I recently attended a digital roundtable of women leading change in their organizations. The women who joined me represented companies across a spectrum of consumer and SaaS, with impressive track records of leading teams through breakthrough moments. Their individual career paths included product, sales, strategy, and marketing, so each had a unique perspective on product innovation.
As we closed the conversation, the 11 of us found ourselves in lively agreement on a point that’s stuck with me since: experiences are the new product, and innovation is more likely to occur when priorities are oriented around experiences rather than products.
The difference between experience management and product management
I’m seeing Chief Experience Officer titles pop up in my LinkedIn feed more and more often, so my fellow roundtable change agents and I aren’t the first to arrive at this insight. These C-level leaders typically manage a combination of product, marketing, and design, and are responsible for outcomes like new customer growth or revenue expansion. It doesn’t require a C-level title, though, to bring the principles of experience management into a product manager’s purview.
From my perspective, experience management represents a horizontal approach to solving problems, whereas product management is vertical. When you think as an experience manager, you prioritize the sequencing of interactions and features that lead to positive outcomes for your users and your company. When you think as a product manager, you prioritize individual, detailed features. Meaning, you spend less time thinking about how a user gets into and out of the feature, and more on the nuts and bolts of the feature itself.
An example of experience management
New user onboarding is an example of an experience. It’s the set of steps a user encounters when they’re getting to know your product. I believe a great onboarding experience accommodates the first interaction a user has with your offering, which is usually off-product. It could be a paid social ad, Google search result, or recommendation from a friend. It ends, in my opinion, when users integrate your product into their everyday lives — through recurring usage, for example.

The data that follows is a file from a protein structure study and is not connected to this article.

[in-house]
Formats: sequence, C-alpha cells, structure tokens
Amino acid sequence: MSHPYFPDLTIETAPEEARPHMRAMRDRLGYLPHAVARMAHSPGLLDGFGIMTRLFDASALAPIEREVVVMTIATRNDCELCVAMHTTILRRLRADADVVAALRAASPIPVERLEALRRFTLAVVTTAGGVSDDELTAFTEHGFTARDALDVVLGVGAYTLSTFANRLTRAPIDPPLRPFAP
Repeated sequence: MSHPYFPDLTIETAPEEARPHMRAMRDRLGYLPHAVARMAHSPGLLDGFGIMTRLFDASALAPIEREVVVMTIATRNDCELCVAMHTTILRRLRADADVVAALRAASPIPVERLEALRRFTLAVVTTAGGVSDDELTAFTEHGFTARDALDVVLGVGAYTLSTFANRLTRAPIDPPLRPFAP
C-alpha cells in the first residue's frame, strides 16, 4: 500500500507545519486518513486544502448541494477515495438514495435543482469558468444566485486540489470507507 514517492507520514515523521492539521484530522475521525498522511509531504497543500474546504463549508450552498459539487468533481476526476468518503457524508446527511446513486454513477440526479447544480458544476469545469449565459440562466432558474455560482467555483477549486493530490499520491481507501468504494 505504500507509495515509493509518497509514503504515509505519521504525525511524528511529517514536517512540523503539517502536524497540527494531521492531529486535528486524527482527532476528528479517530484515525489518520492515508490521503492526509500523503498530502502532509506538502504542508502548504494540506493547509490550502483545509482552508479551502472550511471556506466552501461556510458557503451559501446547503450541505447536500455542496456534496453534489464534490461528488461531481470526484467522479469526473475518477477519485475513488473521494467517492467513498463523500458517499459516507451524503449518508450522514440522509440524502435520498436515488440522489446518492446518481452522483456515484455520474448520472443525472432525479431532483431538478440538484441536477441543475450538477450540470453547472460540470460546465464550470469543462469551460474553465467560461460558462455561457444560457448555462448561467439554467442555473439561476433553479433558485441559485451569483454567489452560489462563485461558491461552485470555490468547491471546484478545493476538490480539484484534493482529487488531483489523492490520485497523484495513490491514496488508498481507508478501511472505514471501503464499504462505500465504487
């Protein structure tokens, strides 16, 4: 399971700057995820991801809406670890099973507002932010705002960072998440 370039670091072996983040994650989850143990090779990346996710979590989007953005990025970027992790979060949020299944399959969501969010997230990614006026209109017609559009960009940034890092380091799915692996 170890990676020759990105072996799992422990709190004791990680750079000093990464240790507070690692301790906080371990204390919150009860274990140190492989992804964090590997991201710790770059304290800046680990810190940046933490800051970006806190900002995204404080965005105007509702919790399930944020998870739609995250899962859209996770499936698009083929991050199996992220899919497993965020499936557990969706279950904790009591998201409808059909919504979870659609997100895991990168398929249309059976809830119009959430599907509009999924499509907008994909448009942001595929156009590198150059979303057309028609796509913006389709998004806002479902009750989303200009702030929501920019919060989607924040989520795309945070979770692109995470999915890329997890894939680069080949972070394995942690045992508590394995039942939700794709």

A lot of features work together in an onboarding experience like this. Depending on your product, it could include landing pages, app download, signup, trial, and conversion. As an experience manager, you’d think about how to make all of these features work together to create value for your end-user, while inspiring them to continue using your product. You’d be steeped in marketing best practices as well as product development skills to bring the experience to market.
On the other hand, as a product manager, you might be laser-focused on sign-up for one quarter before moving on to conversion flows. In this scenario, you may offload all marketing requirements to roles with “marketing” in their titles.
Connecting experience management to product innovation
As an experience manager, you’re outcome-oriented. You believe that it’s not individual features that lead to those outcomes, but a creatively crafted sequence of interactions designed to delight your users. Because of that, you’re more likely to think beyond assumptions of what a feature should look like – a sign-up, for example. You’re also more likely to blur lines between product management and other functions like marketing.
While this may feel organizationally messy, remember that your users don’t encounter your product function by function. To them, every interaction is a part of your product, regardless of whether it’s an ad they’ve clicked on or a feature they’re actively using in your app. Innovation often stems from these types of challenges to the status quo.
At its heart, experience management is about building something that’s greater than the sum of its parts. While you may be a product manager in title, thinking like an experience manager can make you a stronger and more creative contributor. Encourage yourself to pivot your thinking horizontally, and absorb best practices from the teams that surround you. With time, you’ll start to see more product innovation in your work.
About the speaker
Katherine Kornas is VP of Product at Betterment, where she leads growth, mobile, and money movement product teams. Prior to joining Betterment, she was SVP, Product at Havenly, and held product leadership positions at Pandora and Autodesk. Katherine has also worked on product teams at Dictionary.com and GreatSchools. Katherine is a graduate of the University of Michigan and currently lives in New York City